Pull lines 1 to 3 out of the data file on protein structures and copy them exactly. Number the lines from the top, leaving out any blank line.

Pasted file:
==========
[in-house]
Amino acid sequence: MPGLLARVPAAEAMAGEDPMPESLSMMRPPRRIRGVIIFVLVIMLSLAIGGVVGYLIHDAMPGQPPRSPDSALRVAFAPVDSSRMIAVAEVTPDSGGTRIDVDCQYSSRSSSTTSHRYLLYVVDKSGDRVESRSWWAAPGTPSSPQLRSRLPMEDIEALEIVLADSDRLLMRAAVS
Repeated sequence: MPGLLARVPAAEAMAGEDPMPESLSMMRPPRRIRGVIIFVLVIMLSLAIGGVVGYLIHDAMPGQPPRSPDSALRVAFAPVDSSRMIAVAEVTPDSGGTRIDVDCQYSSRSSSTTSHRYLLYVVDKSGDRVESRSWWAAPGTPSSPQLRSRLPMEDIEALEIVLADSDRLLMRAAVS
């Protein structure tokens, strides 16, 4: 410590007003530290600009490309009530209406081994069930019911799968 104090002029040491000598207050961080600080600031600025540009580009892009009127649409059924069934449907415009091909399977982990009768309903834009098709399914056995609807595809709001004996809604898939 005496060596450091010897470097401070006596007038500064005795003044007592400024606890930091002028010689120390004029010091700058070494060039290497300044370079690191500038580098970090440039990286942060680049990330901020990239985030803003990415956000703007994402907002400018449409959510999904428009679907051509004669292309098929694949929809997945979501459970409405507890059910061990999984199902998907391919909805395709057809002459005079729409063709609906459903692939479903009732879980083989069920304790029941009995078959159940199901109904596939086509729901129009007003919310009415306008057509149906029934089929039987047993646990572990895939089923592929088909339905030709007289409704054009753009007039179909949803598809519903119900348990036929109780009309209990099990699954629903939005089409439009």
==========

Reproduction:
[in-house]
Amino acid sequence: MPGLLARVPAAEAMAGEDPMPESLSMMRPPRRIRGVIIFVLVIMLSLAIGGVVGYLIHDAMPGQPPRSPDSALRVAFAPVDSSRMIAVAEVTPDSGGTRIDVDCQYSSRSSSTTSHRYLLYVVDKSGDRVESRSWWAAPGTPSSPQLRSRLPMEDIEALEIVLADSDRLLMRAAVS
Repeated sequence: MPGLLARVPAAEAMAGEDPMPESLSMMRPPRRIRGVIIFVLVIMLSLAIGGVVGYLIHDAMPGQPPRSPDSALRVAFAPVDSSRMIAVAEVTPDSGGTRIDVDCQYSSRSSSTTSHRYLLYVVDKSGDRVESRSWWAAPGTPSSPQLRSRLPMEDIEALEIVLADSDRLLMRAAVS